Roles and Responsibilities of an ABR Trustee
By Matthew B. Podgorsak, PhD, ABR Board of Trustees Chair; Kalpana M. Kanal, PhD, and Robert A. Pooley, PhD, ABR Trustees; and Geoffrey S. Ibbott, PhD, ABR Associate Executive Director for Medical Physics
The mission of the ABR is to “certify that our diplomates demonstrate the requisite knowledge, skill, and understanding of their disciplines to the benefit of patients.” This mission is achieved through the collective efforts of the Board of Governors (BOG), the Board of Trustees (BOT), the executive staff, and the many volunteers overseen by these groups. This article will focus on the roles and responsibilities of the professionals who comprise the BOT.
As communicated on the ABR’s website, the main responsibility of the BOT is to “advance the quality, relevance, and effectiveness of the ABR’s exams for Initial Certification across all disciplines of radiology.” The BOT also plays a large role in setting the standards for the Continuing Certification (MOC) program. While the BOT focuses on the content and structure of the exams, all strategic planning, priority setting, and finances associated with exams are referred to the BOG.
The BOT currently includes 20 members with specific specialty and subspecialty expertise: 10 diagnostic radiologists, three interventional radiologists, four radiation oncologists, and three medical physicists. The number of trustees changes from time to time in response to varied workloads associated with trustee responsibilities.
Trustees are volunteers who are appointed initially to a three-year term and can be reappointed for a second three-year term. In some circumstances, a trustee’s term can be extended for up to an additional two years. The BOT is led by a chair and four vice chairs, one for each specialty certified by the ABR. The chair is also a member of the BOG and provides input from the BOT to the BOG. Each specialty is assigned an associate executive director (AED) who works with the trustees to further the mission of the ABR.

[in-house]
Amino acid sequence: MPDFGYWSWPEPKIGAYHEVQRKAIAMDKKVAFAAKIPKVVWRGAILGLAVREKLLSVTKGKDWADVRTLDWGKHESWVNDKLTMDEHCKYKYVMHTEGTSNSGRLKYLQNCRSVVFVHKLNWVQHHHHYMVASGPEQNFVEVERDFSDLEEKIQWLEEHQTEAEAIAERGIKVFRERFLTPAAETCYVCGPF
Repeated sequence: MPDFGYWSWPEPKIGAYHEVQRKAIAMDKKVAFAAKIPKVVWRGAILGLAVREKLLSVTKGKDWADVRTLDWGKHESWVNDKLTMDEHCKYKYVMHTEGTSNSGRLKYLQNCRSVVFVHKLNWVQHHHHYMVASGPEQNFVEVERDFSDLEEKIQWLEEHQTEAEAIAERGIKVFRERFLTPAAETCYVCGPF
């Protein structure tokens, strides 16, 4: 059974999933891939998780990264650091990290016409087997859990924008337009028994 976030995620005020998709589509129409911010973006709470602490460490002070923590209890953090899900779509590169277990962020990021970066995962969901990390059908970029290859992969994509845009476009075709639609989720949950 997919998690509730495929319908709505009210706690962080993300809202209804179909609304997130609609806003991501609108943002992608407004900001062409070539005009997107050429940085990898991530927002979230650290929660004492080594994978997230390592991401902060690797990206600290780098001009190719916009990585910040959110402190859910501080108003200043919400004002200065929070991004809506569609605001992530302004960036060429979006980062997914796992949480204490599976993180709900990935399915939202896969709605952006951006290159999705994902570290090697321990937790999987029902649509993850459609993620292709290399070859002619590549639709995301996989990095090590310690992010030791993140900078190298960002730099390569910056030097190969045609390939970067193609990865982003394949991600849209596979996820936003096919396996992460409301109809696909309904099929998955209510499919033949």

Each group of trustees is responsible for overseeing their specialty’s Initial Certification and Continuing Certification programs. An important aspect of this responsibility is ensuring that all assessment tools include content that is consistent with current guidelines for training program curricula and is based on contemporary practice. Each group of trustees meets regularly both in person and via videoconference.
Each trustee oversees three to seven committees and works closely with the committee chair and ABR staff (exam developers) on all aspects of each committee’s work. This includes participating in committee review calls throughout the item-writing cycle during which new questions are processed; providing final review and approval of the content for an exam or OLA question set as developed by a committee; and reviewing exam results.
For specialties that administer an oral exam (currently interventional radiology/diagnostic radiology, medical physics, and radiation oncology), the trustees are involved in selecting examiners and working with their AED to provide training before each exam administration. On occasion, trustees participate as examiners, although the main trustee responsibility during an oral exam administration is to remotely observe examiners to confirm that they are complying with their training and following the ABR’s guidelines.
Trustees attend several in-person meetings during the year. These include an annual meeting of each committee attended by the committee chair, exam developers, and a subset of the committee members, where further content development and exam preparation take place. Trustees participate in the oral exams given by their specialties once in person and once remotely each year. Under the ABR’s current model, one annual oral exam administration is a hybrid event for examiners, with approximately 50 on-site in Tucson and the remainder examining from remote locations. Twice per year, trustees participate in an in-person board meeting where they collaborate with ABR governors, executives, directors, and selected staff. The BOT is active between retreats via remote meetings that are called by the BOT chair to discuss issues that cannot wait until a formal retreat. Typically, two to five such meetings take place each year. Finally, trustees meet with the leaders of their specialty’s professional organizations to obtain feedback from stakeholders and discuss topics of mutual interest.
The ABR’s mission could not be accomplished without the contributions of its trustees, who provide countless volunteer hours on behalf of the public through oversight of the Initial Certification and Continuing Certification programs.